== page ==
Lina Sawan's is one
of the most familiar faces on CNBC Arabiya. TBS caught her for a few words between
TBS: What do you do
here at CNBC?
I'm a presenter and the
presentation advisor. I present a couple of shows. As presentation advisor, I'm
in charge of training the new faces, from how to present to how much lipstick
to put on.
I'm co-anchoring a show
called Uruppa al-Layla ("Europe Tonight") for which we connect with our
bureau in London. We follow that up with Amrika al-Layla ("America Tonight").
We follow these up with a show called al-Nabd ("The Pulse"). And I do two
other shows twice a week. On average I'm on air two and a quarter hours a week.
I also co-anchor The Middle East This Week.
TBS: Tell us about
your personal experience.
My family is in media.
Both my mother and father and my close relatives are in media. My aunts are in
Egypt, radio mainly. My dad is at the BBC. I'm Palestinian. Basically both my
mother and father are quite well-known radio names.
I was born in Baghdad,
then we moved to Kuwait. My parents started the radio station there, one of the
first teams. Then we came to Abu Dhabi and they started a radio station there.
I went to school in the States, then at AUS [American University of Sharjah],
where I got a scholarship. Then we went to London, where I did a lot of work in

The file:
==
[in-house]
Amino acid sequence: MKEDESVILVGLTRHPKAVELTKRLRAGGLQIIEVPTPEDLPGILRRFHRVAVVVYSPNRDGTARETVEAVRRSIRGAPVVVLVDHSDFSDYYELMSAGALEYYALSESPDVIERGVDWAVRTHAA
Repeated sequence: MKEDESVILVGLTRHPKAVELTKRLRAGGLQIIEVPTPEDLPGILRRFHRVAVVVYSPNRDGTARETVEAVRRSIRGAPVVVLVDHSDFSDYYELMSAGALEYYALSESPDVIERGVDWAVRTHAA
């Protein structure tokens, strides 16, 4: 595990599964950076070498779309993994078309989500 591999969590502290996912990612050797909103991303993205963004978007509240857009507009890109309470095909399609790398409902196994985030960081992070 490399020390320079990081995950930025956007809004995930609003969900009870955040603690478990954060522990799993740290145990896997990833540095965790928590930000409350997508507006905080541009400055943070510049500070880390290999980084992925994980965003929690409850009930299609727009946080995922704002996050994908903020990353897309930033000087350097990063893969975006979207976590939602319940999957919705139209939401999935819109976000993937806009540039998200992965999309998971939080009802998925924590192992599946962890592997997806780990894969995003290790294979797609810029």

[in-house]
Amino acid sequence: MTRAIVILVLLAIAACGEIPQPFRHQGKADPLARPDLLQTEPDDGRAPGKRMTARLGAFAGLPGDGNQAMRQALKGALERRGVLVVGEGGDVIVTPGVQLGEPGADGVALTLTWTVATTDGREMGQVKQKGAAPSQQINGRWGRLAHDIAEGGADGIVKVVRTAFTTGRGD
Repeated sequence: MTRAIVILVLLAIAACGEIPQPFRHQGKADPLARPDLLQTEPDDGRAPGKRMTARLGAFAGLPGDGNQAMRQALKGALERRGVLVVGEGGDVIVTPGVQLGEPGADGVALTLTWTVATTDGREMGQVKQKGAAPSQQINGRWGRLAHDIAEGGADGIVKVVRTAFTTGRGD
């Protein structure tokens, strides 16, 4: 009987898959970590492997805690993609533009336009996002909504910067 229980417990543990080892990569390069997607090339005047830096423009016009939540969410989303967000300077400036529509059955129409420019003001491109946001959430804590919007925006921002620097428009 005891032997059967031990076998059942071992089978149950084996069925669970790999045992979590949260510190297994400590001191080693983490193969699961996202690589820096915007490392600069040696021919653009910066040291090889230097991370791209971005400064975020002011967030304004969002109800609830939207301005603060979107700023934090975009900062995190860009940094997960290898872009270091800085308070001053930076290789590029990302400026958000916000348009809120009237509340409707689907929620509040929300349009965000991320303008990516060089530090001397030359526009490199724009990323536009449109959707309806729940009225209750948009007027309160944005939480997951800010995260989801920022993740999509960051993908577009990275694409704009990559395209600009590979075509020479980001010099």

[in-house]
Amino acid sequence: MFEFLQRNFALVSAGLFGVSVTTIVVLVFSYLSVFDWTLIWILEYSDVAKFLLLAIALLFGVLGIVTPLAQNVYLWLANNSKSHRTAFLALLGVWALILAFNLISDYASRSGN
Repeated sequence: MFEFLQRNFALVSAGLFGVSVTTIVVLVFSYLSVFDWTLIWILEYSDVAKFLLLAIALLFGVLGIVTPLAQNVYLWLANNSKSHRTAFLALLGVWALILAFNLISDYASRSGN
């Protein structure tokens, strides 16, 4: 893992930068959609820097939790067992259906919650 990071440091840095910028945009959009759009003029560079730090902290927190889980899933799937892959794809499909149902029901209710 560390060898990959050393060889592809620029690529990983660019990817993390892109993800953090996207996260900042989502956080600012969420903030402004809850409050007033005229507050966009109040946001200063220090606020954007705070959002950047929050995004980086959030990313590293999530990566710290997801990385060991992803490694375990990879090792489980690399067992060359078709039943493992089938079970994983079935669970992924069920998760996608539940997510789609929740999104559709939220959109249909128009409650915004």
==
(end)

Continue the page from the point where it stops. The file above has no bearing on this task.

the advertising business. I moved into the media when the Arabic media took shape
in London. I was one of the people in the original team at MBC [Middle East Broadcasting
Center]. I started presenting in '91.
TBS: How did you join
I happened to be in the
country, came over met the guys, and we agreed. I miss London, but after 22 years
of London, I wanted a change, and I like it here. I have a son and he's doing
more than he could do there.
And also I have to tell
you this, there's no more media biz in London. Everyone has moved out.
The push factor is that
it is very expensive. Arab broadcasting institutions do have a habit of inflating
themselves. It became too heavy and a big burden.
TBS: When you were
working as an anchor, was it in business or in general news?
I've never done business
before. I like it very much, because it's very exciting, I keep telling my bosses
to let me get at those numbers.
TBS: What is the look
you strive for?
Simple. On our media,
our screens, we have a lot of over-done presenters, so we are not totally plain,
totally down to earth, but we are more professional, a little closer to the Arab
woman. To be truthful I don't think we're coming out every single time the way
we'd like to have it. That comes with experience. After you develop your screen
personality, you know what to wear.
TBS: What do your parents
think, as pioneer broadcasters in the area?
They come from a generation
that was more professional than us. We come from a world of a lack of training
in good journalism. The reason is that somehow standards have fallen. My parents
are not that impressed by television anymore. Unfortunately, the medium itself
is not that serious about itself. The only people who are serious about it look
at its commercial aspect only. But if you are talking about standards of TV journalism,
I don't think we are there yet. TBS